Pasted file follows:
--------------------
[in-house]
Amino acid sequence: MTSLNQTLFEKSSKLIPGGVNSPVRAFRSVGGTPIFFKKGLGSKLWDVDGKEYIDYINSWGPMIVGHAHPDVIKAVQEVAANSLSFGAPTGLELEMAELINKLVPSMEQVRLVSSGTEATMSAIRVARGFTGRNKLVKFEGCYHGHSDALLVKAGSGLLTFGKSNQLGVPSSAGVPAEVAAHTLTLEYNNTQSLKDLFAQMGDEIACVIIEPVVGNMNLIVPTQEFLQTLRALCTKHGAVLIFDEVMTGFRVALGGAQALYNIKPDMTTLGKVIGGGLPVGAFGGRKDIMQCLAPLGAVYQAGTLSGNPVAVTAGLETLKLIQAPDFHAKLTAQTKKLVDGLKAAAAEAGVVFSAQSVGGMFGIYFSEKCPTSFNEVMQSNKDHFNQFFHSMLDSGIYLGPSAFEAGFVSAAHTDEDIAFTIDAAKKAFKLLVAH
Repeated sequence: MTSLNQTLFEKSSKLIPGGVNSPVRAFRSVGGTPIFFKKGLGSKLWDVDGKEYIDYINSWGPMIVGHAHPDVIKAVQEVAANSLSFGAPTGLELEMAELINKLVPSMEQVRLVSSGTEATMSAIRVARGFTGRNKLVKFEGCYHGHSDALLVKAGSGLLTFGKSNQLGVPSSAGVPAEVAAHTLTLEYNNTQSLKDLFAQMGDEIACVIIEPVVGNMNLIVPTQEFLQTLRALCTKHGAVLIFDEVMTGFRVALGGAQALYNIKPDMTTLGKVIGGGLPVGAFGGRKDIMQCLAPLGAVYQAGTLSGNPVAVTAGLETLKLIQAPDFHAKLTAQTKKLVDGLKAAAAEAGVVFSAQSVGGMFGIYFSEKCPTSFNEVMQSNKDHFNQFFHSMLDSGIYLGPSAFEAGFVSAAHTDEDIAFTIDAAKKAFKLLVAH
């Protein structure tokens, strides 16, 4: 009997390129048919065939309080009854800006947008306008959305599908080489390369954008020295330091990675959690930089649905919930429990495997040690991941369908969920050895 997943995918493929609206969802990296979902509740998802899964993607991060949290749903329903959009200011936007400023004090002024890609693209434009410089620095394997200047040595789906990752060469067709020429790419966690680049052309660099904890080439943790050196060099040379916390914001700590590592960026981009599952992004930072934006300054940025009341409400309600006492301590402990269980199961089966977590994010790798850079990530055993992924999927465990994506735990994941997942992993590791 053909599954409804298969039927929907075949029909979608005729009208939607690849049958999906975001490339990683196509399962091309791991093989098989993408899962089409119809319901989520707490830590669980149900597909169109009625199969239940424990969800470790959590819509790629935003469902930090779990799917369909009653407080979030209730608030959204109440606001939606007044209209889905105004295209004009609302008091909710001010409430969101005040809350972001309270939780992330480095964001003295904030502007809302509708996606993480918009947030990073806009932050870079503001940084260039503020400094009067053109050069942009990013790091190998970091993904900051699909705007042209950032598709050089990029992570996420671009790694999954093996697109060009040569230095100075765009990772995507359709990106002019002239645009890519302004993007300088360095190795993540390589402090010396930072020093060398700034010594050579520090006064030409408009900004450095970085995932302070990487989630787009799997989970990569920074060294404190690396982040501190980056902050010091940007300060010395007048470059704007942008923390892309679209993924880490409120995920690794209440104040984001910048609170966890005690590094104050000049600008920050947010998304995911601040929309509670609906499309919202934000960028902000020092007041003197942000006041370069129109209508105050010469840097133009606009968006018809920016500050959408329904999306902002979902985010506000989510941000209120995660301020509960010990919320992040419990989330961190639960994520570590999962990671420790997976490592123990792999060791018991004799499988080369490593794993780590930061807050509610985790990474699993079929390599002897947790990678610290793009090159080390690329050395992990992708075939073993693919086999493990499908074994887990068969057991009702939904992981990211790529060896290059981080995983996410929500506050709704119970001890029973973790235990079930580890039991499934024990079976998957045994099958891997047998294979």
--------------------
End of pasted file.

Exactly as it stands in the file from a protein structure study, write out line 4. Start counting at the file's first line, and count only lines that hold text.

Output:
């Protein structure tokens, strides 16, 4: 009997390129048919065939309080009854800006947008306008959305599908080489390369954008020295330091990675959690930089649905919930429990495997040690991941369908969920050895 997943995918493929609206969802990296979902509740998802899964993607991060949290749903329903959009200011936007400023004090002024890609693209434009410089620095394997200047040595789906990752060469067709020429790419966690680049052309660099904890080439943790050196060099040379916390914001700590590592960026981009599952992004930072934006300054940025009341409400309600006492301590402990269980199961089966977590994010790798850079990530055993992924999927465990994506735990994941997942992993590791 053909599954409804298969039927929907075949029909979608005729009208939607690849049958999906975001490339990683196509399962091309791991093989098989993408899962089409119809319901989520707490830590669980149900597909169109009625199969239940424990969800470790959590819509790629935003469902930090779990799917369909009653407080979030209730608030959204109440606001939606007044209209889905105004295209004009609302008091909710001010409430969101005040809350972001309270939780992330480095964001003295904030502007809302509708996606993480918009947030990073806009932050870079503001940084260039503020400094009067053109050069942009990013790091190998970091993904900051699909705007042209950032598709050089990029992570996420671009790694999954093996697109060009040569230095100075765009990772995507359709990106002019002239645009890519302004993007300088360095190795993540390589402090010396930072020093060398700034010594050579520090006064030409408009900004450095970085995932302070990487989630787009799997989970990569920074060294404190690396982040501190980056902050010091940007300060010395007048470059704007942008923390892309679209993924880490409120995920690794209440104040984001910048609170966890005690590094104050000049600008920050947010998304995911601040929309509670609906499309919202934000960028902000020092007041003197942000006041370069129109209508105050010469840097133009606009968006018809920016500050959408329904999306902002979902985010506000989510941000209120995660301020509960010990919320992040419990989330961190639960994520570590999962990671420790997976490592123990792999060791018991004799499988080369490593794993780590930061807050509610985790990474699993079929390599002897947790990678610290793009090159080390690329050395992990992708075939073993693919086999493990499908074994887990068969057991009702939904992981990211790529060896290059981080995983996410929500506050709704119970001890029973973790235990079930580890039991499934024990079976998957045994099958891997047998294979």